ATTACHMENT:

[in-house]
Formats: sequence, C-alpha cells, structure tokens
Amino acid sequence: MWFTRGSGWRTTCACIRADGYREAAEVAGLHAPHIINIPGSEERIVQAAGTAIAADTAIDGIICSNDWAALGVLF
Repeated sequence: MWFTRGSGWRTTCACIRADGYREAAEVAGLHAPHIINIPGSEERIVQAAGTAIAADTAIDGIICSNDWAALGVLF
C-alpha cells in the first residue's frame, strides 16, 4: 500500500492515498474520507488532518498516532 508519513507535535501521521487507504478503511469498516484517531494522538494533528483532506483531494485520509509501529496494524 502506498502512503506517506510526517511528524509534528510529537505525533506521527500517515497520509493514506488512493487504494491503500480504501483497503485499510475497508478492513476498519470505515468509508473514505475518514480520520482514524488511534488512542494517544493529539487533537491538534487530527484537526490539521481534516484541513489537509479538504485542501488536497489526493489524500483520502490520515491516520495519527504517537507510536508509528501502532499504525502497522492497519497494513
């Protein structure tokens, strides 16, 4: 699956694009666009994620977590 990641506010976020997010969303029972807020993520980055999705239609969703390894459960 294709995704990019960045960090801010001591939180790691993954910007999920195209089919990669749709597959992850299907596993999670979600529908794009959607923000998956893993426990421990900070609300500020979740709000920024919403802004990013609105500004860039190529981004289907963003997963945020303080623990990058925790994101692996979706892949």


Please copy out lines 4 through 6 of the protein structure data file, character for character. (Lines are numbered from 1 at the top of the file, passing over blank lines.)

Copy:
Repeated sequence: MWFTRGSGWRTTCACIRADGYREAAEVAGLHAPHIINIPGSEERIVQAAGTAIAADTAIDGIICSNDWAALGVLF
C-alpha cells in the first residue's frame, strides 16, 4: 500500500492515498474520507488532518498516532 508519513507535535501521521487507504478503511469498516484517531494522538494533528483532506483531494485520509509501529496494524 502506498502512503506517506510526517511528524509534528510529537505525533506521527500517515497520509493514506488512493487504494491503500480504501483497503485499510475497508478492513476498519470505515468509508473514505475518514480520520482514524488511534488512542494517544493529539487533537491538534487530527484537526490539521481534516484541513489537509479538504485542501488536497489526493489524500483520502490520515491516520495519527504517537507510536508509528501502532499504525502497522492497519497494513
């Protein structure tokens, strides 16, 4: 699956694009666009994620977590 990641506010976020997010969303029972807020993520980055999705239609969703390894459960 294709995704990019960045960090801010001591939180790691993954910007999920195209089919990669749709597959992850299907596993999670979600529908794009959607923000998956893993426990421990900070609300500020979740709000920024919403802004990013609105500004860039190529981004289907963003997963945020303080623990990058925790994101692996979706892949």